New tooling ad with several videos just hit my mailbox which
should be of interest, even if beyond the reach of home
Shows how your CNC lathe with spindle indexing and live
tooling can cut splines and gears improving 1 and done
Also how new high pressure [1,000 psi] coolant can improve
productivity and finish.
Some other interesting products/applications
On Wednesday, May 20, 2015 at 12:21:43 PM UTC-7, F. George McDuffee wrote:
In your example you won't have concentricity issues because it's a one and
done with all variables being controlled in one op. That's the way to go if
In my case, we make some gears using pinion wire running it on a lathe. We
buy the wire which is drawn through a die.
The supplier threads one end of a bar as shown in this photo and then pull
Here are a couple gears I make and a different sized pinion wire:
The issue with buying pinion wire is concentricity. The OD is rarely concen
tric with the pitch and minor. Concentricity issues cause major backlash is
sues in assemblies that don't have backlash compensation Using a round 5C c
ollet doesn't work, you start off by not being concentric.
In our case I had Hardinge make us some collets that chuck on the pitch dia
meter, shown here;
This way all the critical dimensions are concentric with the ID and OD turn
The next major issue was how to deburr the parts. Using ThinBit tools to ma
chine the OD dimensions and they are great tools better than any other but
under microscope there still left microscopic burrs on the teeth which is n
ot allowed by the customer.
To remove the burrs and polish up the parts, after a lot of searching I fou
nd a "Magnetic Finisher" that does a wonderful job. The machine shop size i
s about $27,000.00. Since we are making small & micro miniature parts for t
his product line I found a Magnetic Finisher that is used for polishing rin
gs and cost less than $500.00.
Similar to this one;
Sounds like it's beating the parts up but it's not. Will add more informati
on on this deburring and polishing machine later.
Sandvik makes milling gear cutters with inserts. It's one of their
specialties. They're trying to replace gear hobbing with gear milling
in a lot of applications. They even have agreements with Gleason to
co-develop gear milling.
One of their really interesting projects is their uP-Gear system for
"milling" spiral-bevel gears on a five-axis milling machine. At that
point, you have to scratch your head over whether it's really milling,
or if it's actually gearless generating.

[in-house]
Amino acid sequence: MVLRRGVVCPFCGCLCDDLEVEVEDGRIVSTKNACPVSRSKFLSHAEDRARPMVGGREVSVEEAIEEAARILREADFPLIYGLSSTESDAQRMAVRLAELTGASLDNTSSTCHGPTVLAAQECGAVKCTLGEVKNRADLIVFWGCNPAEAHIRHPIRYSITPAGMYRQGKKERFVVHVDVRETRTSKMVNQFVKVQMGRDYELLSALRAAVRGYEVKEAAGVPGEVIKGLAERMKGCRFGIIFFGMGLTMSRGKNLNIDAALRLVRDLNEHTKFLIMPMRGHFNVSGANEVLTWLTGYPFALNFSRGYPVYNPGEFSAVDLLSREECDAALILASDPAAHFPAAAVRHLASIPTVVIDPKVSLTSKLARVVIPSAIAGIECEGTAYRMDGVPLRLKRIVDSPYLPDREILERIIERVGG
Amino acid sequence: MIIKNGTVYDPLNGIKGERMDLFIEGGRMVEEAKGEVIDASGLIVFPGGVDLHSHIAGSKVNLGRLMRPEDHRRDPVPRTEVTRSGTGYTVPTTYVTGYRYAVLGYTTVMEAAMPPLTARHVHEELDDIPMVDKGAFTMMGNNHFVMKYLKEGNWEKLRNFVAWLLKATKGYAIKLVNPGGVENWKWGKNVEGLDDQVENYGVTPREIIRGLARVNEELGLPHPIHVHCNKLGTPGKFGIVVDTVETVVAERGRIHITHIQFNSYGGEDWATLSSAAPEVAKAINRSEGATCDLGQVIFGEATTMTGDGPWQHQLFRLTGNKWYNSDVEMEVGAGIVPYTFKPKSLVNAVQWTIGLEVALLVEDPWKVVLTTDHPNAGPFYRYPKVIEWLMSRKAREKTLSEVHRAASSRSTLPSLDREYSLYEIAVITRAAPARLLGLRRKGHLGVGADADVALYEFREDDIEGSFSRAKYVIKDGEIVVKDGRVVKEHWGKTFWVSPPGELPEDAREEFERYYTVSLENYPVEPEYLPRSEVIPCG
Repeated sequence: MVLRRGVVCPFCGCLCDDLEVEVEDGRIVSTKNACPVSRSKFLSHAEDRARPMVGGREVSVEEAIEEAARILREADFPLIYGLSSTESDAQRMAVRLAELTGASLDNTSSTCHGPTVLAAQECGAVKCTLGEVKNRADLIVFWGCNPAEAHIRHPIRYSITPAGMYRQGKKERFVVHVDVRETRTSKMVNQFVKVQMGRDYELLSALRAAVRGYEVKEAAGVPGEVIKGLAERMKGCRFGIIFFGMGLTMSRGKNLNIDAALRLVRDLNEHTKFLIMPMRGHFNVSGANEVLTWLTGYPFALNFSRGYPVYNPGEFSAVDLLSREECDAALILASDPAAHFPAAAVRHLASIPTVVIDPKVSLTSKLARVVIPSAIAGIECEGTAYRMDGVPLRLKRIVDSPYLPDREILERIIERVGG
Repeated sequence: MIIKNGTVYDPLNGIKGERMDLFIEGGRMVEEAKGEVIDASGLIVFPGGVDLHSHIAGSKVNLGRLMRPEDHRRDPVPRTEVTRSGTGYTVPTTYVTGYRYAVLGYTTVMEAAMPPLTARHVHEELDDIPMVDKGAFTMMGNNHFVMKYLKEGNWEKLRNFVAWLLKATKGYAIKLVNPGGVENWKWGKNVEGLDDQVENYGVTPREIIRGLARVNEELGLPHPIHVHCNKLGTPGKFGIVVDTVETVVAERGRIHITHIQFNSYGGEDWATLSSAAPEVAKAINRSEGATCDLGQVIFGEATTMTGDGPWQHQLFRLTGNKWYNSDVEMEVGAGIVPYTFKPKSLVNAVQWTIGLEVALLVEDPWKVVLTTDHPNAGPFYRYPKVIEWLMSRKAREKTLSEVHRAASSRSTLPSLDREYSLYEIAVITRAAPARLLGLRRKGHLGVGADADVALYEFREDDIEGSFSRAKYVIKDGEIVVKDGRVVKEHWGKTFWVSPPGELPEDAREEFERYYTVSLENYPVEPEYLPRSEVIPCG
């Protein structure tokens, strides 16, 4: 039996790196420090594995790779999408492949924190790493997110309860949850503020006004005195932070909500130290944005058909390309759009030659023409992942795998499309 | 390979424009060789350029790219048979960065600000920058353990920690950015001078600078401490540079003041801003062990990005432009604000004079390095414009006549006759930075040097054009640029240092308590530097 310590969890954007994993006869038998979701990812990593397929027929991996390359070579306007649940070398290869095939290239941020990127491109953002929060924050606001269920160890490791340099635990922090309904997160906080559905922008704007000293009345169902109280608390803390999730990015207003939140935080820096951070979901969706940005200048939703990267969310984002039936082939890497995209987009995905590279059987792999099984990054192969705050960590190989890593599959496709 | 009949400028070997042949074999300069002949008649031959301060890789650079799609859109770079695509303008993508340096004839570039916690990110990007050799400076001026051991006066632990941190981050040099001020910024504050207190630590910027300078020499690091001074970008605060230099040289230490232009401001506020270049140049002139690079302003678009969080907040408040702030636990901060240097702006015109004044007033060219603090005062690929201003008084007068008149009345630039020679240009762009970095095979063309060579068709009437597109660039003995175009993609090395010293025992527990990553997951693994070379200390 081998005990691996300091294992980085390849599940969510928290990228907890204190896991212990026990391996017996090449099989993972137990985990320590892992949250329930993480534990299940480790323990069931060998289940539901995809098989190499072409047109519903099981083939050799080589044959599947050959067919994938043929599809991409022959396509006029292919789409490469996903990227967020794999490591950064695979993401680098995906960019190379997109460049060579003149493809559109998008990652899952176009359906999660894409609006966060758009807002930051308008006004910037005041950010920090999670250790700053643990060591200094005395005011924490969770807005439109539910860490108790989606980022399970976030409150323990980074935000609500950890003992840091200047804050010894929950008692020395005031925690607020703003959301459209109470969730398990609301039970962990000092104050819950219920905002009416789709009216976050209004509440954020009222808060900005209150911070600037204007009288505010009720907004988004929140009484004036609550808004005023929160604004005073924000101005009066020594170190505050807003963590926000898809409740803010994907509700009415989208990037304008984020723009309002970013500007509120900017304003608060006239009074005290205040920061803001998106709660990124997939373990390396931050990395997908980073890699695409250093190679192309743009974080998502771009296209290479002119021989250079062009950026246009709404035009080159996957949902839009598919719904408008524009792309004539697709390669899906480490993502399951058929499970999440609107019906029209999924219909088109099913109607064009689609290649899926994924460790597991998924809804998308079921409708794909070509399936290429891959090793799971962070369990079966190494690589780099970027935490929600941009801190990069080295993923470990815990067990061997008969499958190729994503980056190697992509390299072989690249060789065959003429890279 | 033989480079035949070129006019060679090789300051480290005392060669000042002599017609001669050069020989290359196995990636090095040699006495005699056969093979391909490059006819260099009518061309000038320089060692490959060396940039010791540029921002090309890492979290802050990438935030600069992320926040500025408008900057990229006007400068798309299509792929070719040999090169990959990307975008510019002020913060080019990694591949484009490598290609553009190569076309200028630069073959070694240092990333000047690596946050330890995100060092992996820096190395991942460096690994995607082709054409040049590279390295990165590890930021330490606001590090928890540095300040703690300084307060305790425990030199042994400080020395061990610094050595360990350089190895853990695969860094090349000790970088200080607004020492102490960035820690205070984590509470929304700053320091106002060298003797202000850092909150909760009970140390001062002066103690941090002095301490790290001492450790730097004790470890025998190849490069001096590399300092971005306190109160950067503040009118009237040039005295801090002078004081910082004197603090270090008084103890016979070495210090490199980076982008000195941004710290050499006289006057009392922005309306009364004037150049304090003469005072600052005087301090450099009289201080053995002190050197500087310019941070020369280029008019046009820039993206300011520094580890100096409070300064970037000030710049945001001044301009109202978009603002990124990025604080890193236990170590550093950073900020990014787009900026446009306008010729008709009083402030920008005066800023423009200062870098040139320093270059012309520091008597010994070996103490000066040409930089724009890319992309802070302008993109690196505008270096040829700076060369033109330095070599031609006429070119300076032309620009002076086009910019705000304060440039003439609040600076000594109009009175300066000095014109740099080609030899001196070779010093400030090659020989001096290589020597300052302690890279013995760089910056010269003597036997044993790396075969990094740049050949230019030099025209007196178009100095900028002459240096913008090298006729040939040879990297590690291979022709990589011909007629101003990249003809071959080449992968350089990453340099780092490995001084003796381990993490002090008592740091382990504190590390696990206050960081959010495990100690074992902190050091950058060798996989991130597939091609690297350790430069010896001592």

Very cool stuff. Not much there for hobbyists -- the prices will make
your ears flap.
What is the potential to use *ONE* of these inserts in
either a "fly cutter" in a mill or insert holder in a
shaper? I have made several gears but my limiting factors
are the high costs of the store bought numbered cutters and
the difficulty of hand grinding a "line out" HSS tool bit.
Either square lathe tool bits or small end mills ground to
the numbered involute profile both inch and metric module
could be a viable hobbiest/repair tool concept. Anybody
care to make a guesstimate of what it would cost to cnc
grind number an involute profile [or the circular arc
equivilant http://tinyurl.com/lhcb9mz ] with clearance on a
1/4 to 1/2 square HSS bit and/or appropriate size HSS end
Also does anyone have a trick to set the c/l of the tool on
the c/l of the gear blank in either a mill with fly cutter
On Sat, 23 May 2015 09:01:45 -0500, F. George McDuffee
That's an interesting question. I'd take a good close-up look at how
they support and clamp those cutters, and then see what you could work
up as a single-point cutter holder.
You can start here. There are some pretty good photos.
> I have made several gears but my limiting factors
===================Thanks for the link.
For the smaller size gears I am interested in, the "edge"
cutting inserts used in the CoroMill 171 look to be the
choice. Should be relatively easy to modify a 2MT 1"
adapter http://tinyurl.com/lka5pys to take one insert.
Inserts are double ended.
Quick google and MSC check didn't find price/availibity
info. Got a source/site?
When I turn the locating stub arbor that snugly fits into the gear
blank I leave a centering point or plug on the end. A point is good
when I can find and mark the cutter centerline, otherwise a plug the
same width as the cutter tip helps with visual alignment.
I've been buying involute gear cutters on ebay , average price is about
$25 for singles , around $150 for a set of 8 .
I use the cutter to make a light cut on the end of the arbor , then rotate
arbor and machine it flat , then make one pass with the gear cutter on CL .
I then use that cut to center the cutter for later sessions . I recently
figured out that not all of my cutters are the exact same thickness ...
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